Fluorescence night dives (or “fluo diving” for short) is also known as “fluoro dives” or “glow dives” have grown increasingly popular recently. More and more dive centres offer fluo diving, and more and more vendors for the necessary equipment appear on the market.
A better understanding of the background and basics allows to make more of this exhilarating experience some people say that fluo diving is like being in the movie “Avatar”.
Here you can experience the amazing Fluo Diving:
Why does this happen
Fluorescence is the physical effect shown by some materials to absorb light of high energy (and therefore short wavelengths) and to re-emit light of lower energy (and therefore longer wavelengths), see the schematic picture.
Other sources of energy may also cause the same effect, such as for example high-speed electrons for instance in cathode ray tubes.
This phenomenon not only occurs in living organisms, but also in minerals the mineral “fluorite” or “fluorspar” or calcium fluoride gave this effect its name, by the way, and interestingly also in petrified fossils.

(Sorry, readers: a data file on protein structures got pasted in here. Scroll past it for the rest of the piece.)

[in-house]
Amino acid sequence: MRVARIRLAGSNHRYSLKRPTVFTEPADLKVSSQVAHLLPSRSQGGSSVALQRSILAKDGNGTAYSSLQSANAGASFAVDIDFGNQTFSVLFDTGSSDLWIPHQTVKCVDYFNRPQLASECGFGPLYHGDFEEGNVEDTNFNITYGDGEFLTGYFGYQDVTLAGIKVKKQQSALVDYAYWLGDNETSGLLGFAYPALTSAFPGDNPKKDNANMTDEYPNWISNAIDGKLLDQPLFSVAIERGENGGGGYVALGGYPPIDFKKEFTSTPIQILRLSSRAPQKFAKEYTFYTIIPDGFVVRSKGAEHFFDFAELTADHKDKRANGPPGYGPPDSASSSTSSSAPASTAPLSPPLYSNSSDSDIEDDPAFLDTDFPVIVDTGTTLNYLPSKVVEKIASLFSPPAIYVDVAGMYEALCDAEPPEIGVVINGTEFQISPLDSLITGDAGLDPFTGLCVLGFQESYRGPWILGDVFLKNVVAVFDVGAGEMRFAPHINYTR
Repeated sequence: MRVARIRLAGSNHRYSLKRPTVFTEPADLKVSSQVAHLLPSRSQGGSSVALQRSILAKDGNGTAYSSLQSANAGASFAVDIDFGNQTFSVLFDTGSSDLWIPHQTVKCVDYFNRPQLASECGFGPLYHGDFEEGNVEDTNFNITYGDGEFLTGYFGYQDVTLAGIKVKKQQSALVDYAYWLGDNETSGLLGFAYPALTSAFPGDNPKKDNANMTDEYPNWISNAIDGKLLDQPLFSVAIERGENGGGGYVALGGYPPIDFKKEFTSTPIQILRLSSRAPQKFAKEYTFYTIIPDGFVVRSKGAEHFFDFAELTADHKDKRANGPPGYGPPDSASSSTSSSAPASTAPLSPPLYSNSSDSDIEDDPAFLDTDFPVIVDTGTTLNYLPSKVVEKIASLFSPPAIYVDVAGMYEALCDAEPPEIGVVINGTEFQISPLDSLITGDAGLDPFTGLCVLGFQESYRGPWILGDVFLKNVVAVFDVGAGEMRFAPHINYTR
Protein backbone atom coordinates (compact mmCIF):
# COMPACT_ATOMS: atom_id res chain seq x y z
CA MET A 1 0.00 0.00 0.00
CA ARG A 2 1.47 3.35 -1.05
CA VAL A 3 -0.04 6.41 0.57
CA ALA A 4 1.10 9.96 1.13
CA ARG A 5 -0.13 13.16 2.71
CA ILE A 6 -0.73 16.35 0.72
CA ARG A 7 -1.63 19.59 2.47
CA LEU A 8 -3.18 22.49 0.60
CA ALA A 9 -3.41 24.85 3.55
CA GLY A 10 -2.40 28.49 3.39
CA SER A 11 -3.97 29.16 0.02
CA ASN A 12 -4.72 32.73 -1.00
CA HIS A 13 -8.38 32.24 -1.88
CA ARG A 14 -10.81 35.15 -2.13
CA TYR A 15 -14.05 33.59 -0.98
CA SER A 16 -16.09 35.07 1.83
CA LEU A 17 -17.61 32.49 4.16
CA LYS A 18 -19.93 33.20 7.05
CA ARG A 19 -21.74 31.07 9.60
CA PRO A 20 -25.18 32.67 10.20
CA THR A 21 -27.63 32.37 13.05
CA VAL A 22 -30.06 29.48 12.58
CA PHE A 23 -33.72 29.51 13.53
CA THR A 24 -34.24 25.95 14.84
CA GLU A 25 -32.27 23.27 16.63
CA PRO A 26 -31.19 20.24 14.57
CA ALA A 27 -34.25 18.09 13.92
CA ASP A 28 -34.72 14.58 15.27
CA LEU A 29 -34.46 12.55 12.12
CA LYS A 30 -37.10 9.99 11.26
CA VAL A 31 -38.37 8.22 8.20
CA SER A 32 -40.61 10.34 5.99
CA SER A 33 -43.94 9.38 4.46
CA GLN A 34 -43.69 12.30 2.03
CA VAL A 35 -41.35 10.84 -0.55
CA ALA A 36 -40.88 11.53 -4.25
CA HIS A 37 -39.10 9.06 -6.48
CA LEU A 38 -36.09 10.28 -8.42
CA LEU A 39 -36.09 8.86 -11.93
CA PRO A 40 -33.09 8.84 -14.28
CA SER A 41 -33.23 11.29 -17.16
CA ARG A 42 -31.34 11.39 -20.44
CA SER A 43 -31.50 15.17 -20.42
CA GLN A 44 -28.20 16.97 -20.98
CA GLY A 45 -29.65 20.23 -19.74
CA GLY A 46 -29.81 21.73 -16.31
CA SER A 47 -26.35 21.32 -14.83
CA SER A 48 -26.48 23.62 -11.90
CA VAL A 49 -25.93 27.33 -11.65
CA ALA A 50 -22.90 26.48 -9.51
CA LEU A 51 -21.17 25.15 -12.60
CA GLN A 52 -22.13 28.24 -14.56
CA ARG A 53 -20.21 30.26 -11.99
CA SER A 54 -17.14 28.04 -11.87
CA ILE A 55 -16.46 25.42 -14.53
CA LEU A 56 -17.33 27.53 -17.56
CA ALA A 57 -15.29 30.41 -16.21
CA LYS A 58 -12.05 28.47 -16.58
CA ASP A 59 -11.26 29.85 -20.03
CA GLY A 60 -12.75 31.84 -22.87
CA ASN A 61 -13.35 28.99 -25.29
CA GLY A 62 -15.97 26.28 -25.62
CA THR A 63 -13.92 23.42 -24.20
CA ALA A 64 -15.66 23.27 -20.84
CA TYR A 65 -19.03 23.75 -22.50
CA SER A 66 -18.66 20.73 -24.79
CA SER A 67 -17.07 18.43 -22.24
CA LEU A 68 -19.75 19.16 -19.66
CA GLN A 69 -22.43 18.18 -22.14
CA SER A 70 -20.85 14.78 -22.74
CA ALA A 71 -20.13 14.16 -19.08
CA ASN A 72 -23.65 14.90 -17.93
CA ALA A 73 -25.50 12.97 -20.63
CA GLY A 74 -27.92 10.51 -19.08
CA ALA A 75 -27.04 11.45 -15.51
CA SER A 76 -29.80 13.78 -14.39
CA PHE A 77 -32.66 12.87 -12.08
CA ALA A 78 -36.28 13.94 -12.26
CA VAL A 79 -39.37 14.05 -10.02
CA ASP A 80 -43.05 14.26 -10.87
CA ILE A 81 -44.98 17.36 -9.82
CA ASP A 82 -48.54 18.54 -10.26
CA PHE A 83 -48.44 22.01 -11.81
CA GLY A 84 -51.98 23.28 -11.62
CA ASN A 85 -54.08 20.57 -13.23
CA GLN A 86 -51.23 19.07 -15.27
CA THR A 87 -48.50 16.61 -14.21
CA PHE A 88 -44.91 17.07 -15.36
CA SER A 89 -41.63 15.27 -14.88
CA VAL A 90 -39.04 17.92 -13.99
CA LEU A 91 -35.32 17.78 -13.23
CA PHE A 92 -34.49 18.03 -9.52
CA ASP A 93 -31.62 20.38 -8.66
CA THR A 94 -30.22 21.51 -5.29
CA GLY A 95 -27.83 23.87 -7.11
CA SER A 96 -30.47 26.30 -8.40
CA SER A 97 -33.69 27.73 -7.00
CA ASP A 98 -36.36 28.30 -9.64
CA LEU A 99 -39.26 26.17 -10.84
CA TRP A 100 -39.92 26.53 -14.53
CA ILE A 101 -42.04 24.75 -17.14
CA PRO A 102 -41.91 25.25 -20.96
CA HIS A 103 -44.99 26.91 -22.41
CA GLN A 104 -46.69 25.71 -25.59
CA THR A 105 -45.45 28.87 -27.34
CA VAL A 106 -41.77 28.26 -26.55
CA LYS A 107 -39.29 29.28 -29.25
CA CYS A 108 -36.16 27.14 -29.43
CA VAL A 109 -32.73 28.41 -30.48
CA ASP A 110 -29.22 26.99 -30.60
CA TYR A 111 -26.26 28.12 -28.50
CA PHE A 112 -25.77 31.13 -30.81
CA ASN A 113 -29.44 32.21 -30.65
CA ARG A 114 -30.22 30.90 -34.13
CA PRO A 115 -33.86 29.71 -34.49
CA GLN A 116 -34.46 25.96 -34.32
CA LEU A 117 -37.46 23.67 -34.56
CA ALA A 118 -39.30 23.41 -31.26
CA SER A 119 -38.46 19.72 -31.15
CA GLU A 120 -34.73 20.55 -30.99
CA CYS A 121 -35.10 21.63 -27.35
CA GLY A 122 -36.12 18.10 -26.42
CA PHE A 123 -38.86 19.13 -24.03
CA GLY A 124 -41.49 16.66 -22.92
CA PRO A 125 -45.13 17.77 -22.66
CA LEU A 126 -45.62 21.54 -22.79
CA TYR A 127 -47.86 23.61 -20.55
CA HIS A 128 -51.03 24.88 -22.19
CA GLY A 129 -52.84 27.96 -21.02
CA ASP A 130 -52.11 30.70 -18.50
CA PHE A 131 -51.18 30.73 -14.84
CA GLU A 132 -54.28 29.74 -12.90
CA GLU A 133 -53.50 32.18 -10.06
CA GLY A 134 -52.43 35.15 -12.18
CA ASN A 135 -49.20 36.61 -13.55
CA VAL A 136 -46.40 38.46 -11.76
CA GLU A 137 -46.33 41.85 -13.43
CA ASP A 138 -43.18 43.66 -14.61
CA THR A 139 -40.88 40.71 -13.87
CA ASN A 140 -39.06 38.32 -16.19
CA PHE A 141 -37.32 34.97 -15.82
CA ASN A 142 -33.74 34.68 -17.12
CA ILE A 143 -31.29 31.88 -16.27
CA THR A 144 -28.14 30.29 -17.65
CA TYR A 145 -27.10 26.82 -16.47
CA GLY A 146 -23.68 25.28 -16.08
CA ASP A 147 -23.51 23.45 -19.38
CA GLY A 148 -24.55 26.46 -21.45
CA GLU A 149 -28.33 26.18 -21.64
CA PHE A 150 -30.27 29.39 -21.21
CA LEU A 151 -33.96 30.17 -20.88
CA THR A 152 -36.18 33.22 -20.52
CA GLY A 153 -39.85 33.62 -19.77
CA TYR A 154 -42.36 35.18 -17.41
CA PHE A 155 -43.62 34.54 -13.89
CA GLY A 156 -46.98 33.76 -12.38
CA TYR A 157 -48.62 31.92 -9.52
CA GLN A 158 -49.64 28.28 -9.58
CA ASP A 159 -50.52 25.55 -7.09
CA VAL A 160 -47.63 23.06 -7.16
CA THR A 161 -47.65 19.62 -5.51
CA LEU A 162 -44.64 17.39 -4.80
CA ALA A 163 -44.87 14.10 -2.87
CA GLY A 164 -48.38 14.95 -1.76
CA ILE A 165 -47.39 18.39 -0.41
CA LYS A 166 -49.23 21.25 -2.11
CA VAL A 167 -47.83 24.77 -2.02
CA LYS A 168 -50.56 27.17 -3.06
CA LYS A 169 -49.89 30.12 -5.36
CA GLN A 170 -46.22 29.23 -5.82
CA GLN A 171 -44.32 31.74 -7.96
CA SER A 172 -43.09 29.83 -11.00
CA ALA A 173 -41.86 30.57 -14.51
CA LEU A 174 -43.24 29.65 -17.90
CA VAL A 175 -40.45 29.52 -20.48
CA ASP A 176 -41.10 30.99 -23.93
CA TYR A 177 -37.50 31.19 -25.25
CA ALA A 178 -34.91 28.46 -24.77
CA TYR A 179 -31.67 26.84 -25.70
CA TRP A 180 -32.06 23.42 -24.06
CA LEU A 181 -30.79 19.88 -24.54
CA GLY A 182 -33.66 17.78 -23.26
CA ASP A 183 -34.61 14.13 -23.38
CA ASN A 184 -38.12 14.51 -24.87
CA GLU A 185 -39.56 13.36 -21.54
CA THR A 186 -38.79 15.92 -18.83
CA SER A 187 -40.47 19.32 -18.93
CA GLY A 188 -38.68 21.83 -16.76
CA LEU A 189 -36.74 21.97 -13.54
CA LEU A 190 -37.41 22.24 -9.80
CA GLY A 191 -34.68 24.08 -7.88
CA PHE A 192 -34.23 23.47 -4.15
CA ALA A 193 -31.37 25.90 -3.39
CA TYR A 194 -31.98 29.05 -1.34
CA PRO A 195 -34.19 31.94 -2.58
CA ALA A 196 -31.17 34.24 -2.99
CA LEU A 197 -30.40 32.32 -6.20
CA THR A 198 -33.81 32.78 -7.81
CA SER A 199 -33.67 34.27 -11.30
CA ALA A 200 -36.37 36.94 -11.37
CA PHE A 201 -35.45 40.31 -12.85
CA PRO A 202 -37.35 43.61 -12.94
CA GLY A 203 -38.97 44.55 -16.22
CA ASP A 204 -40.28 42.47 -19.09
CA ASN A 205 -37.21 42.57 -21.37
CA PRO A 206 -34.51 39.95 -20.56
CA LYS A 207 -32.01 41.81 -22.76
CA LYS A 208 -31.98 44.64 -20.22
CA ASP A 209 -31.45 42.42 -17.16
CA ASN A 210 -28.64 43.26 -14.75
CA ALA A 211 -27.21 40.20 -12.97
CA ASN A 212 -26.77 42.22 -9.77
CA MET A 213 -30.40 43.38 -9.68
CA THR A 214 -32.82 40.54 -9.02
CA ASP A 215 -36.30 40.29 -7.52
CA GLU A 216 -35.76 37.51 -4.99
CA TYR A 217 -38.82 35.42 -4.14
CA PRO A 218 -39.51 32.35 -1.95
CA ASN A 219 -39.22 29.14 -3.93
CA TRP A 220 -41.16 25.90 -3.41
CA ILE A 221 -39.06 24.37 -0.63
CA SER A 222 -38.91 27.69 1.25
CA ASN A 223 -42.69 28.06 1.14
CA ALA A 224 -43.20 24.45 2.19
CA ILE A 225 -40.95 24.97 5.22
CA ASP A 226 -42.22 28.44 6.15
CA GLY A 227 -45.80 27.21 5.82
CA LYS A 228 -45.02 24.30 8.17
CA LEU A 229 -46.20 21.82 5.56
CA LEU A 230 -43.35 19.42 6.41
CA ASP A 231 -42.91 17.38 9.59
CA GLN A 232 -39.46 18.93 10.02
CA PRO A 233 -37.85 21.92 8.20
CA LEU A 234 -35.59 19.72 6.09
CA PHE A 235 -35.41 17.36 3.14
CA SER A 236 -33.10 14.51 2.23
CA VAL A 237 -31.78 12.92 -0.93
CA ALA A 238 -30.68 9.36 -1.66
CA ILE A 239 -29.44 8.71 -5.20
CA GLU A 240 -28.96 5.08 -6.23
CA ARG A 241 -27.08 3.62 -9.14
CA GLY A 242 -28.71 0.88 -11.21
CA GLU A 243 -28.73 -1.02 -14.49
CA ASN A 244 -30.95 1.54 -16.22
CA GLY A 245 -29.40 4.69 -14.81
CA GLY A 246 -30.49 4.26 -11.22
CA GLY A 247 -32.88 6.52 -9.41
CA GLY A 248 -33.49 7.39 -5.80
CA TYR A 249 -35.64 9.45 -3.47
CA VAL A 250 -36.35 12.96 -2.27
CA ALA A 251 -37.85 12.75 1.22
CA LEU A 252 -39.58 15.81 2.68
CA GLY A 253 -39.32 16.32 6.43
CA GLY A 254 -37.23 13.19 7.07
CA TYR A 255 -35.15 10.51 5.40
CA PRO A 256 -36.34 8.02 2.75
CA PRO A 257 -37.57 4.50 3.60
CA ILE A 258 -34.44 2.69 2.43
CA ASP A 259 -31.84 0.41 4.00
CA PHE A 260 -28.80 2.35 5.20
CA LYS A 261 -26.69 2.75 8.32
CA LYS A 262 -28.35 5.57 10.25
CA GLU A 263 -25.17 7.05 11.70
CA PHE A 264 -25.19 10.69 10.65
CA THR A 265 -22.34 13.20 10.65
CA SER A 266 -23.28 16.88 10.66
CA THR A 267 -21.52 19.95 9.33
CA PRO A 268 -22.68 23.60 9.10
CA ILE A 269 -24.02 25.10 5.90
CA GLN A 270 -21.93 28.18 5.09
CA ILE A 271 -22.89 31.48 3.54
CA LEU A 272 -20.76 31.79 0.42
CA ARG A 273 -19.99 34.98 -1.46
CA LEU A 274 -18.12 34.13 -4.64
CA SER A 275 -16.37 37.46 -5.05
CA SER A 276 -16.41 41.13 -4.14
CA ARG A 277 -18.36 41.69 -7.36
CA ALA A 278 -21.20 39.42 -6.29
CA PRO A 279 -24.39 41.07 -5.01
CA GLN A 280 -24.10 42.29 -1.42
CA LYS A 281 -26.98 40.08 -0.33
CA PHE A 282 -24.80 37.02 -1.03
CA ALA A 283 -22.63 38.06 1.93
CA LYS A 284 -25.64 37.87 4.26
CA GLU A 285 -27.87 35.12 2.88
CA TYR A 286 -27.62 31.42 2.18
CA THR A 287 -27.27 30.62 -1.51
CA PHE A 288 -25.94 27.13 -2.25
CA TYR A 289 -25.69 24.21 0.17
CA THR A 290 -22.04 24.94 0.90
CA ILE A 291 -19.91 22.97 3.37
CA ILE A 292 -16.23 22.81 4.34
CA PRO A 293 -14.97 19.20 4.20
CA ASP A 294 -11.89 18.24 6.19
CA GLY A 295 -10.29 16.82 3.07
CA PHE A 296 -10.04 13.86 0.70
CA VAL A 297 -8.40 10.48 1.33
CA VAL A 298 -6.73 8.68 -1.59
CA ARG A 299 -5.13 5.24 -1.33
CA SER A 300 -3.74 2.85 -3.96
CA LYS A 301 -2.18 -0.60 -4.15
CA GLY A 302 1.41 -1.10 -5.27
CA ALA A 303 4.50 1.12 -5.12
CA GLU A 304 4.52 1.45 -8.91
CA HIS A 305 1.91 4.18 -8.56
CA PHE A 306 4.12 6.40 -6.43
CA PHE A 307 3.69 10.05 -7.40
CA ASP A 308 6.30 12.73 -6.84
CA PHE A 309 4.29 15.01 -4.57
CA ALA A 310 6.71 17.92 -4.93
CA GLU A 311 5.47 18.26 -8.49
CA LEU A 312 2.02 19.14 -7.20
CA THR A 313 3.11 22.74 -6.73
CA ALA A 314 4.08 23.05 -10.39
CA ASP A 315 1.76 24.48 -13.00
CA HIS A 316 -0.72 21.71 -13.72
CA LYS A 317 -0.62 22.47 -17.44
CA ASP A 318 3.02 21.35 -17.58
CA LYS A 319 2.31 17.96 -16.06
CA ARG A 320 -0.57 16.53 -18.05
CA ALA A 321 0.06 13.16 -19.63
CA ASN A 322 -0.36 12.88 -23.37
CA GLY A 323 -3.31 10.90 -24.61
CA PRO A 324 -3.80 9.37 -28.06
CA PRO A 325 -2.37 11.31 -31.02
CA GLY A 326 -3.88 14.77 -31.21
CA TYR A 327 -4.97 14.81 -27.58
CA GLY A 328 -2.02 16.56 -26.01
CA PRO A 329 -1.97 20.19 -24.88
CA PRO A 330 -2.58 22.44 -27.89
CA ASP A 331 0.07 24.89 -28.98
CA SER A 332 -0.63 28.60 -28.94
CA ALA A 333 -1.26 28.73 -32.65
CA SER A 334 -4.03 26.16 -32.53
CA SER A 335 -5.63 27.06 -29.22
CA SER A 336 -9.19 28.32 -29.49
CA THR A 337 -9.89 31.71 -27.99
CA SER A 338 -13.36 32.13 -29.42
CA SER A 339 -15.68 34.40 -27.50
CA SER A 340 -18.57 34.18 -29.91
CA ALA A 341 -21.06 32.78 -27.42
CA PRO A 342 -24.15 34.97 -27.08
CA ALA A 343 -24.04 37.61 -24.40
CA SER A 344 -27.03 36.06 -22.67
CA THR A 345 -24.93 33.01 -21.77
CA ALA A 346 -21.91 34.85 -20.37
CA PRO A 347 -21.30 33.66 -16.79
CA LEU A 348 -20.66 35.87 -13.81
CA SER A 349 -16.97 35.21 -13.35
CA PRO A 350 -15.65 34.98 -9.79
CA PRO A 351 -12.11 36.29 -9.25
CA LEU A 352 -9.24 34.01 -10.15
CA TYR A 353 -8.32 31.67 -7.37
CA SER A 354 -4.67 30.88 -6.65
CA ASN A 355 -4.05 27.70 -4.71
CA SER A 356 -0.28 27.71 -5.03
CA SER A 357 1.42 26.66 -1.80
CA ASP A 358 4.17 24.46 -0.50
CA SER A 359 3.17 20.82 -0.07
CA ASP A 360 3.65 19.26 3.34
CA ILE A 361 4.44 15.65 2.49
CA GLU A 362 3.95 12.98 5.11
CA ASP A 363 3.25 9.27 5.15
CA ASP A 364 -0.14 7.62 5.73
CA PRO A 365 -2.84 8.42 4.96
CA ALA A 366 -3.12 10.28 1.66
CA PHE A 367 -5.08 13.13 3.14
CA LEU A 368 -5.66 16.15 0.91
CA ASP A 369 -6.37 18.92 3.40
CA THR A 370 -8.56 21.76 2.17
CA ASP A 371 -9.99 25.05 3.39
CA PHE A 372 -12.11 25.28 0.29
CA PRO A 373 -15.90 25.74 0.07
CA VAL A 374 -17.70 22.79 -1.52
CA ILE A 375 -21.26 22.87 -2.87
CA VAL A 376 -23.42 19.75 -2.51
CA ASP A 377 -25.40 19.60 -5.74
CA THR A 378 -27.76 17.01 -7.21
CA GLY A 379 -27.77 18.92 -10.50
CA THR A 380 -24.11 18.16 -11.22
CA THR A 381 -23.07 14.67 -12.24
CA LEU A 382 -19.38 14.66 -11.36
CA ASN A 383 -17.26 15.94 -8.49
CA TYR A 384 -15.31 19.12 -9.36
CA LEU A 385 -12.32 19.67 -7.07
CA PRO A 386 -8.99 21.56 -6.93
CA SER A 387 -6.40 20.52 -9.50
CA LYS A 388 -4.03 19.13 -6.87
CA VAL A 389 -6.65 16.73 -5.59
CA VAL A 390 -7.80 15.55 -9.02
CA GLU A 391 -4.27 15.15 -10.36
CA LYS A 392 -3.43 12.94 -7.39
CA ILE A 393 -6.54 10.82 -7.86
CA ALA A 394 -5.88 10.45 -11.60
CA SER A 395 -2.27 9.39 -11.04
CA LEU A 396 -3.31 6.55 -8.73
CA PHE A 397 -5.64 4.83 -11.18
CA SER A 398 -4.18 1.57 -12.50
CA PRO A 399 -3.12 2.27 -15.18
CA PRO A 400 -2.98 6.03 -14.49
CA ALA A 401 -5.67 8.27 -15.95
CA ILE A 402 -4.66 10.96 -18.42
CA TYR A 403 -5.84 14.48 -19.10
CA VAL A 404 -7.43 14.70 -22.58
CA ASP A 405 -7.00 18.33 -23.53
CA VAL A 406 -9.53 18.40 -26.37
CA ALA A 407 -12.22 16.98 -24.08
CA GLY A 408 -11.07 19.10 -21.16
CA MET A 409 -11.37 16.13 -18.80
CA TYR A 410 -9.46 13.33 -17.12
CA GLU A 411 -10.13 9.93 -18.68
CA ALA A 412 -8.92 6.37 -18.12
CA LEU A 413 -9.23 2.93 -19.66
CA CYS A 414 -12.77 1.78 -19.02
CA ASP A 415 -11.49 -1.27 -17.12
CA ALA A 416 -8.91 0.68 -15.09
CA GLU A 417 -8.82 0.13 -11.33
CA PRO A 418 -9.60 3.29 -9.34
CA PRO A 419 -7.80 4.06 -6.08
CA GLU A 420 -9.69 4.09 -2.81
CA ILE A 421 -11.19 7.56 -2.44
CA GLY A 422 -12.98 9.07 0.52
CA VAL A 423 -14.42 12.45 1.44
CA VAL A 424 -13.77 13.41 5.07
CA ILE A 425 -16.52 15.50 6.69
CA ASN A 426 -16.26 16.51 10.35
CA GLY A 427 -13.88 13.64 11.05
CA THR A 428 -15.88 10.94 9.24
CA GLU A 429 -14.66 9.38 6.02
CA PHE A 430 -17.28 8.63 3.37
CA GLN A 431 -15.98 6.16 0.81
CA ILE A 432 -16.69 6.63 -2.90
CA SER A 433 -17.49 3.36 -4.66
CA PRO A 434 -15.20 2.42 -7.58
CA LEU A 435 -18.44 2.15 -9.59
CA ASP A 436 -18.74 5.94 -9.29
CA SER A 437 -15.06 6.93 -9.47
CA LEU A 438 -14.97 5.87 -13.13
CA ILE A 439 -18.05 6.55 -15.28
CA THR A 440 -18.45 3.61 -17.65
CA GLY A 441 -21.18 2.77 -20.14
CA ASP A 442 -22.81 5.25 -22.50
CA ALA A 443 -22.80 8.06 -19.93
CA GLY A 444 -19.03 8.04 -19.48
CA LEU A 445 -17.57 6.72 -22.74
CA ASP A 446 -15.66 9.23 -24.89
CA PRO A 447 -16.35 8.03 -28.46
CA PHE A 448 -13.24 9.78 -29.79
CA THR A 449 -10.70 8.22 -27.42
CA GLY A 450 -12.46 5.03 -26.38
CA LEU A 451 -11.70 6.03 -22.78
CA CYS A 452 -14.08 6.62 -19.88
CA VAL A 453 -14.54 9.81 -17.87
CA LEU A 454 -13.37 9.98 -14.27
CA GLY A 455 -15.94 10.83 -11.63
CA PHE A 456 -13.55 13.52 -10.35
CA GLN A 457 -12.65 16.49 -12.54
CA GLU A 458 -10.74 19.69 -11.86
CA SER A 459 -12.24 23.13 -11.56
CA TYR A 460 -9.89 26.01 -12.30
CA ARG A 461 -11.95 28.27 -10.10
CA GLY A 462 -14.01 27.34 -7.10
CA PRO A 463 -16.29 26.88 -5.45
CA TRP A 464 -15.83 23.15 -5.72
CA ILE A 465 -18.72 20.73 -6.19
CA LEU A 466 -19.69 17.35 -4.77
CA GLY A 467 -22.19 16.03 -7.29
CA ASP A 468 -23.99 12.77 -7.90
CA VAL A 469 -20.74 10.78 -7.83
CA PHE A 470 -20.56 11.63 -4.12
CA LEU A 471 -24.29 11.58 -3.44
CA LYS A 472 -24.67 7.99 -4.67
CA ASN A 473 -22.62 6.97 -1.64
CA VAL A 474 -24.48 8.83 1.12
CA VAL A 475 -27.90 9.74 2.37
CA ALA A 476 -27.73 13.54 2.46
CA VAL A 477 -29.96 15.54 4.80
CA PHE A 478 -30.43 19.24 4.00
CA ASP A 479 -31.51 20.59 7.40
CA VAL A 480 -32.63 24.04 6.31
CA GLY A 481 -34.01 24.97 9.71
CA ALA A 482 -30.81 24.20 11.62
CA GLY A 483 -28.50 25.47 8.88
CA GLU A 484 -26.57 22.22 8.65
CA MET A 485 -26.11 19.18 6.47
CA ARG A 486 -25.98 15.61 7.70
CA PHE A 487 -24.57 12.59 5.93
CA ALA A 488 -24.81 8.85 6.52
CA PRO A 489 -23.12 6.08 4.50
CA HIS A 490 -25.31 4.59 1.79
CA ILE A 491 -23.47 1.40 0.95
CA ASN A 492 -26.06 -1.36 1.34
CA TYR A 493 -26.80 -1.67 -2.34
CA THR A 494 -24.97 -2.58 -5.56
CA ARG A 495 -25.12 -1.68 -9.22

Learn more about fluorescence
Fluorescence should not be confused with phosphorescence that you know from your dive instruments or glow-in-the-dark toys. Phosphorescence has the capability to store light, and re-emitted it over a longer period of time, and is therefore not the same.
The phosphor coating on the inside of cathode ray tubes and fluorescent tubes (neon lamps) provides both fluorescence as well as phosphorescence (the familiar afterglow).
This is also why you will find an option “fluorescent light” under the white balance menu in your digital camera. This is not the correct setting for underwater fluorescence photography and filming, though! More on that in a later article on Fluorescence Night Diving!
Have you ever experienced Fluorescence Night Diving? What do you think about it? Leave a comment below!